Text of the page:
In a competitive environment, firms are guided by the information about available resources and relative costs channelled from countless individual sources through the system of the market, but the market will give clear and reliable signals only if it is operating freely and without distortion. There are various sources of distortion. Intervention by the Government is one, and we are determined to reduce such intervention to a minimum. However well intentioned, it is bound to distort the basis of economic decisions. But it is not the only threat. Economic history shows that enterprises themselves are naturally inclined to look for ways of limiting competitive pressures.

Dominant enterprises, whether in public or private hands, may be able to reinforce their own position—for instance, by action to deter the growth of smaller rivals. That is a threat to the source of innovation for the future, on which long-term economic health depends. Moreover, in the absence of restraints, even enterprises which individually enjoy no great influence may by concerted behaviour seriously weaken or distort competition.

The danger of restrictions of competition in no way reduces the desirability of the market approach, which we advocate. There are those who think that when they have discovered the existence of monopolies or cartel behaviour they have exposed and refuted the whole free enterprise system. That is a gross misconception. It is precisely those who believe most strongly in the merits of the market system who have seen most clearly the dangers of uncompetitive behaviour and the need for vigilance against it.

There is an element of self-delusion, if not insincerity, in those who use the imperfections of the market system as an argument against the system itself. There is no real alternative. To replace the marginal distortions and imperfections of the market by the rigidity of State planning and control would be to ruin all our hopes of maintaining good living standards for all our people in a free economy. No one with any sense of reality can believe in the perfect goodness, wisdom, foresight and efficiency of State-dominated systems.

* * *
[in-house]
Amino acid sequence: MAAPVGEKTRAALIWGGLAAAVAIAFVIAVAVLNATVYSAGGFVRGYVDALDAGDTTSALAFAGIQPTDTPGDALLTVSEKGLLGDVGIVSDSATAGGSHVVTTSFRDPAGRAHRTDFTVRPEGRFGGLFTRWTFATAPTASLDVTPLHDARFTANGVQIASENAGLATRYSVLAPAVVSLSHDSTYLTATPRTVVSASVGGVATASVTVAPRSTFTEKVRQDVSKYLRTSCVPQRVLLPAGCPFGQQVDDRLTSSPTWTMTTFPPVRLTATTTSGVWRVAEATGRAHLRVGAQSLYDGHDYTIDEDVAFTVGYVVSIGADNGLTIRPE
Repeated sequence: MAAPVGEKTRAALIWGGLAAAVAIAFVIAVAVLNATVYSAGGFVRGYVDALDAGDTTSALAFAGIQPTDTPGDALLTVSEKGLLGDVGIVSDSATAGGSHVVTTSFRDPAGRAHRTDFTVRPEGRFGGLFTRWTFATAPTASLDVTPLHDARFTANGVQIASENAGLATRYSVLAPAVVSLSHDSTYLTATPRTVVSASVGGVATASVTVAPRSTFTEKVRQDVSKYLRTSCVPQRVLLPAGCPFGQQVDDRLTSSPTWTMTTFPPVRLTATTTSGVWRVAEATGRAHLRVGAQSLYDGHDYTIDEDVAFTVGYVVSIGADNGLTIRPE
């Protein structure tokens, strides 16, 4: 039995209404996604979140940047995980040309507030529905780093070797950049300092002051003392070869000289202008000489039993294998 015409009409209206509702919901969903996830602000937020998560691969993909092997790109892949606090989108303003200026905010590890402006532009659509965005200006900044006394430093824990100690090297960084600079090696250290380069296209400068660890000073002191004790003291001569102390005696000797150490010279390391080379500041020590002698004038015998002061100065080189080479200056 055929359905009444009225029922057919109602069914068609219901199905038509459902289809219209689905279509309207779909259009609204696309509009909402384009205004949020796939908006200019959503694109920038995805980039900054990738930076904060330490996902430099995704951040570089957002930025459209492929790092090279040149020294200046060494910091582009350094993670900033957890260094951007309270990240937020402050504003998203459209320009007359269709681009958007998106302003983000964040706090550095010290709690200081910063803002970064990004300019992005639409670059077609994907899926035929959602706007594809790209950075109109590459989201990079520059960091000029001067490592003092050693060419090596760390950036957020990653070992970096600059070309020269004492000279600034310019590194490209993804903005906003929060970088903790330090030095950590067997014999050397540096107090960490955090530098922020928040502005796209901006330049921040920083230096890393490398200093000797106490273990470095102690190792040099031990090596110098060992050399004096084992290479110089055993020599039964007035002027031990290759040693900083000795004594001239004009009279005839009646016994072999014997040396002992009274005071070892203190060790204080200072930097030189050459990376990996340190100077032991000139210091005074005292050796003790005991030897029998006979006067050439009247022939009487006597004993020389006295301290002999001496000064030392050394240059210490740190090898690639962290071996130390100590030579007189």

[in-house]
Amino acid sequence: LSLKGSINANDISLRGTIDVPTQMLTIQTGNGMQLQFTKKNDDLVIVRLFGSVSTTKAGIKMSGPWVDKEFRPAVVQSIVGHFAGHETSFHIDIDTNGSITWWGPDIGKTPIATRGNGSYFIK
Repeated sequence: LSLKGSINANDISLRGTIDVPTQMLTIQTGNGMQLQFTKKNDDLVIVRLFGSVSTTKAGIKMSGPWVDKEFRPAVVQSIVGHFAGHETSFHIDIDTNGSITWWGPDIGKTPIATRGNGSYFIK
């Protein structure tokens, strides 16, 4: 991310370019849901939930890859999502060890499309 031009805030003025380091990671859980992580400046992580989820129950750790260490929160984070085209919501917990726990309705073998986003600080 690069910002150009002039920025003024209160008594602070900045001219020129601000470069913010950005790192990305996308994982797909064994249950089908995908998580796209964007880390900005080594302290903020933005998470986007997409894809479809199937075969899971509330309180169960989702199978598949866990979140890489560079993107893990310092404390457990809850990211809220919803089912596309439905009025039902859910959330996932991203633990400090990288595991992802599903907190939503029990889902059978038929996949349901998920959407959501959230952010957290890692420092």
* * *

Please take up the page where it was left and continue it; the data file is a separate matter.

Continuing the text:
We must, therefore, do what we can to help the effective working of the market, not to abandon it and lose its overwhelming benefits. We recognise that restrictions of competition are liable to arise, and although in a healthy economy there are strong self-correcting mechanisms they may work too slowly for our purposes. At this point the Government have a legitimate role to play as the guardians of the public interest. The legislation against restrictions of competition and abuse of monopoly is the result, and Governments of both main parties have contributed to it over the years.